24 Frames

Movies: Past, present and future

Category: The Three Stooges

Box Office: 'Three Stooges' unable to topple 'Hunger Games' [Video]

April 16, 2012 |  3:08 pm

The Hunger Games beat The Three Stooges at the box office
No movie has yet to topple "The Hunger Games" at the box office, though "The Three Stooges" came close over the weekend.

The fantasy epic starring Jennifer Lawrence pulled in $21.5 million, while the trio of jokesters grossed $17.1 million. The reign of "The Hunger Games" will likely come to an end next weekend with the debut of Zac Efron's romantic tear-jerker, "The Lucky One."

Meanwhile, "Stooges" marked the biggest debut in more than a decade for Bobby and Peter Farrelly, the brother directing team behind the movie. The filmmaking pair have struggled to find their footing at the box office in recent years after the blockbuster success of their early '90s films like "Dumb & Dumber" and "There's Something About Mary."

For more on how their new film fared at the box office, check out this week's video report.

RELATED:

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— Amy Kaufman

twitter.com/AmyKinLA

Photo: Will Sasso, left, Chris Diamantopoulos and Sean Hayes star in "The Three Stooges." Credit: 20th Century Fox.


'The Three Stooges' draws laughs, shrugs and rebukes from critics

April 13, 2012 |  1:24 pm

The Three Stooges

"The Three Stooges," a new comedy based on the vaudeville trio, has been a passion project for brothers Peter and Bobby Farrelly ("There's Something About Mary," "Dumb & Dumber") for years.

Reviewers of the film, which opened Friday, tend to fall into three camps: those who find it lighthearted and funny enough to appeal to Stooges fans and newcomers alike, those who find it harmless but mostly unnecessary except for aficionados, and those who find it a complete waste of time.

Among the first group is L.A. Times film critic Betsy Sharkey, who says "it's almost impossible not to be won over by the eye-poking, head-slapping, nose-twisting shenanigans that pepper nearly every scene." The film isn't ironic or winking, just silly, and it "simply requires that cynicism be temporarily shelved and the thinking side of the brain shut down." The Farrellys, Sharkey says, are "a good fit" for the material, and two of the three lead actors — Chris Diamantopoulos as Moe, "the film's anchor," and Will Sasso as Curly — perform admirably. Sean Hayes is less successful as Larry, but the film remains "a very amusing escape."

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The Three Stooges: Cher as a nun? And Benicio del Toro's not out ...

February 16, 2011 |  1:21 pm

Stooges
Larry, Curly, Moe and...Cher?

Even as they continue to seek the three leads for their big-screen version of "The Three Stooges," Peter and Bobby Farrelly say they have an unusual idea for one of the lead female roles: The brothers are aiming to put Cher in the movie. 

The goal is for the singer-actress to play Mother Superior, the nun whom the Stooges terrorize.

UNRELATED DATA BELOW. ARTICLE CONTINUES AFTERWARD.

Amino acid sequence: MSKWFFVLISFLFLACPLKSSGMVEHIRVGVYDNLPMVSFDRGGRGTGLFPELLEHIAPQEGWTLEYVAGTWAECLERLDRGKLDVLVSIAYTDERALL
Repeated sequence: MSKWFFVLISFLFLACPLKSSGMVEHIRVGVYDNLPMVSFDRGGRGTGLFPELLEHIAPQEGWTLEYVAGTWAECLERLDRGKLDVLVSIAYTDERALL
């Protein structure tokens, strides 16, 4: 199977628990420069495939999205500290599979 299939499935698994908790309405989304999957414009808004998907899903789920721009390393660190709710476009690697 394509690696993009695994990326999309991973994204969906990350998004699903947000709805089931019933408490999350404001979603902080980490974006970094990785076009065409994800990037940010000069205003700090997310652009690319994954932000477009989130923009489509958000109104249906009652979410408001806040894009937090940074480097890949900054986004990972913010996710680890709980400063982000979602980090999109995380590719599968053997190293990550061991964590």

Cher had a cameo in the Farrellys' Siamese-twin comedy "Stuck on You" back in 2003. At the time, the writer-directors spoke to the diva about a part in the "Stooges" film, which they'd hoped to shoot next. (They've been developing it for a long time.) She agreed, they said.

"Cher is just the coolest chick ever," Peter Farrelly told 24 Frames. "It's hard to describe. You meet a lot of celebrities in our business. We're not cowed by many of them. But Cher is bawdy, she's fun, she's cool, she's lived a life, she's got experience, she's humble. It's the humility that struck me the most. She's not really a diva."  A representative for Cher did not immediately respond to a request for comment.

Casting for the Fox film -- which aims to shoot, after years of development holdups, this spring -- is entering the homestretch.

Cher In an interview for their upcoming infidelity romp "Hall Pass" (more on that soon), the Farrellys say that while their initial "Stooges" trio of Sean Penn (Larry), Jim Carrey (Curly) and Benicio Del Toro (Moe) has broken up, casting may yet move in an unexpected direction. Del Toro, for instance, is someone "we're still considering," Bobby Farrelly said.

(Incidentally, Penn dropped out of the nyuk-nyuk-fest when he decided to concentrate on his charitable efforts in Haiti. Carrey chose  not to star in the film even after gaining more than 40 pounds for the role, though the Farrellys didn't exactly have a chance to convince him to stay. "We never heard from him, but we read it," Peter Farrelly said. So he never picked up a phone to call them? "Now that would have been nice," Farrelly said of the actor whose career was given a big boost when he starred in the Farrellys' "Dumb & Dumber" in 1994.)

As for the rumors that Andy Samberg and Johnny Knoxville were on the shortlist to star in "Stooges," don't be quick to rule that out.

"We like both of those guys," said Bobby Farrelly. "We always thought Samberg looks a little like he could play Larry. And Knoxville is a real-life stooge. He's a real-life Moe."

The casting challenge for the filmmakers is to find actors with a rare mix of skills: a flair for comedy and a capacity for imitation to go along with an innate physicality.

"We need to get the voices. The Stooges had very specific voices and we need to get as close as we can to that," Bobby Farrelly said. But, he added, "We've seen some guys come in that are pretty spot-on, but at the same time there's something about them that's not funny. Just because they can do a great imitation doesn't mean you're going to burst out laughing when you watch it."

What's more, the roles require a difficult balance of originality and imitation, Peter Farrelly added.

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